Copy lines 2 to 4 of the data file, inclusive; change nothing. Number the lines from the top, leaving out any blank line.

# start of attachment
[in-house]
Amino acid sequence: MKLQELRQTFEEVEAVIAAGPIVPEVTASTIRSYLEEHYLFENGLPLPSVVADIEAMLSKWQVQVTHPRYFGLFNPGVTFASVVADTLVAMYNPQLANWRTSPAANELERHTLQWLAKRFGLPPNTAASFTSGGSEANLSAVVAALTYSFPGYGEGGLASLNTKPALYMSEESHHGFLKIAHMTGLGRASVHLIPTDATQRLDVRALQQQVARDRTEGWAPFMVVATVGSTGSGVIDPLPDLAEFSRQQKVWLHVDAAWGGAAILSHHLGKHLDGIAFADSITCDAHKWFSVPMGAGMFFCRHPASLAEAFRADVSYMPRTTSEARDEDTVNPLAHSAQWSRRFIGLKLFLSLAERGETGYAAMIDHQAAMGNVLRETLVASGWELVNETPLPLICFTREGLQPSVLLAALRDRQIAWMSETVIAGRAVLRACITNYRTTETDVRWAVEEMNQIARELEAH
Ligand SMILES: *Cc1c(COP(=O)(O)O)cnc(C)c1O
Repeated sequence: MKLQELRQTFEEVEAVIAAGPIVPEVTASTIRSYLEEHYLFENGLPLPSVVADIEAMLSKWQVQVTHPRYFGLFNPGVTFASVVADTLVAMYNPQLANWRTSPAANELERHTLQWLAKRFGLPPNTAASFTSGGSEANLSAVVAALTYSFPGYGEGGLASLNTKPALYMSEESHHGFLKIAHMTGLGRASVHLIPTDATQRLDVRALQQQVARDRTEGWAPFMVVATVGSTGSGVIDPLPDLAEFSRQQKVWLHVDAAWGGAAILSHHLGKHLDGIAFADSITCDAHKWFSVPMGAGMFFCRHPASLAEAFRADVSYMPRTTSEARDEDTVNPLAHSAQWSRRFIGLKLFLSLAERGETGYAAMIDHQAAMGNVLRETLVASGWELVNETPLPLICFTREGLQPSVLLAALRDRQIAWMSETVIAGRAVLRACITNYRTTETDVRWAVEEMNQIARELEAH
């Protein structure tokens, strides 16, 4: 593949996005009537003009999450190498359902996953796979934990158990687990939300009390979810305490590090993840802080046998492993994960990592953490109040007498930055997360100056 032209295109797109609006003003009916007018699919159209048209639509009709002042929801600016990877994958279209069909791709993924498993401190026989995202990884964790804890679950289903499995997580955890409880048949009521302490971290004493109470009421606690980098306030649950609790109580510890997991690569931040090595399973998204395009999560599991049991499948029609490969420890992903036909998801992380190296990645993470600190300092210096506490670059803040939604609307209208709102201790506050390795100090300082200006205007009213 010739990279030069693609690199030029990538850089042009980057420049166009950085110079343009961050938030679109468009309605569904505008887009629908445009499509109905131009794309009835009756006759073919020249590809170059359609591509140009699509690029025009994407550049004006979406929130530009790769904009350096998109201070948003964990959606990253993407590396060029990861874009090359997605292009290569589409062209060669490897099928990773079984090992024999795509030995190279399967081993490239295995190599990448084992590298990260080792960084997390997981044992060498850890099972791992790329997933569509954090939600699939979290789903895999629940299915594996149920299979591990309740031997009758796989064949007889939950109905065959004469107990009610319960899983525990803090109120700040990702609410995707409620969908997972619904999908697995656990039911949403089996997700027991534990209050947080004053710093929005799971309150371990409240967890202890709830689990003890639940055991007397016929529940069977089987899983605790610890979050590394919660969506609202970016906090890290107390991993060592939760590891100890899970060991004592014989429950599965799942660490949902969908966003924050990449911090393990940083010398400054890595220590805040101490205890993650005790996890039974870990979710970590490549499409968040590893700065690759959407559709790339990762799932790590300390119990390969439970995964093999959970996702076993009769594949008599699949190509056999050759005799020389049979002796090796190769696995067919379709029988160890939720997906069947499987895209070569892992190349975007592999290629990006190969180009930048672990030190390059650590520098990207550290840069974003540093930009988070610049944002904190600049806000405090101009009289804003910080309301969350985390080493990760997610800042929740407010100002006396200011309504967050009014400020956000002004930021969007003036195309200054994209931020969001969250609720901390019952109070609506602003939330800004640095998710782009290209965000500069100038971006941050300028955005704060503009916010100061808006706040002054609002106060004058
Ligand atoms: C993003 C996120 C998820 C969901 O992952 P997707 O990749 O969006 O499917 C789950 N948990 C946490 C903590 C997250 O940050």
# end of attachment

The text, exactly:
Amino acid sequence: MKLQELRQTFEEVEAVIAAGPIVPEVTASTIRSYLEEHYLFENGLPLPSVVADIEAMLSKWQVQVTHPRYFGLFNPGVTFASVVADTLVAMYNPQLANWRTSPAANELERHTLQWLAKRFGLPPNTAASFTSGGSEANLSAVVAALTYSFPGYGEGGLASLNTKPALYMSEESHHGFLKIAHMTGLGRASVHLIPTDATQRLDVRALQQQVARDRTEGWAPFMVVATVGSTGSGVIDPLPDLAEFSRQQKVWLHVDAAWGGAAILSHHLGKHLDGIAFADSITCDAHKWFSVPMGAGMFFCRHPASLAEAFRADVSYMPRTTSEARDEDTVNPLAHSAQWSRRFIGLKLFLSLAERGETGYAAMIDHQAAMGNVLRETLVASGWELVNETPLPLICFTREGLQPSVLLAALRDRQIAWMSETVIAGRAVLRACITNYRTTETDVRWAVEEMNQIARELEAH
Ligand SMILES: *Cc1c(COP(=O)(O)O)cnc(C)c1O
Repeated sequence: MKLQELRQTFEEVEAVIAAGPIVPEVTASTIRSYLEEHYLFENGLPLPSVVADIEAMLSKWQVQVTHPRYFGLFNPGVTFASVVADTLVAMYNPQLANWRTSPAANELERHTLQWLAKRFGLPPNTAASFTSGGSEANLSAVVAALTYSFPGYGEGGLASLNTKPALYMSEESHHGFLKIAHMTGLGRASVHLIPTDATQRLDVRALQQQVARDRTEGWAPFMVVATVGSTGSGVIDPLPDLAEFSRQQKVWLHVDAAWGGAAILSHHLGKHLDGIAFADSITCDAHKWFSVPMGAGMFFCRHPASLAEAFRADVSYMPRTTSEARDEDTVNPLAHSAQWSRRFIGLKLFLSLAERGETGYAAMIDHQAAMGNVLRETLVASGWELVNETPLPLICFTREGLQPSVLLAALRDRQIAWMSETVIAGRAVLRACITNYRTTETDVRWAVEEMNQIARELEAH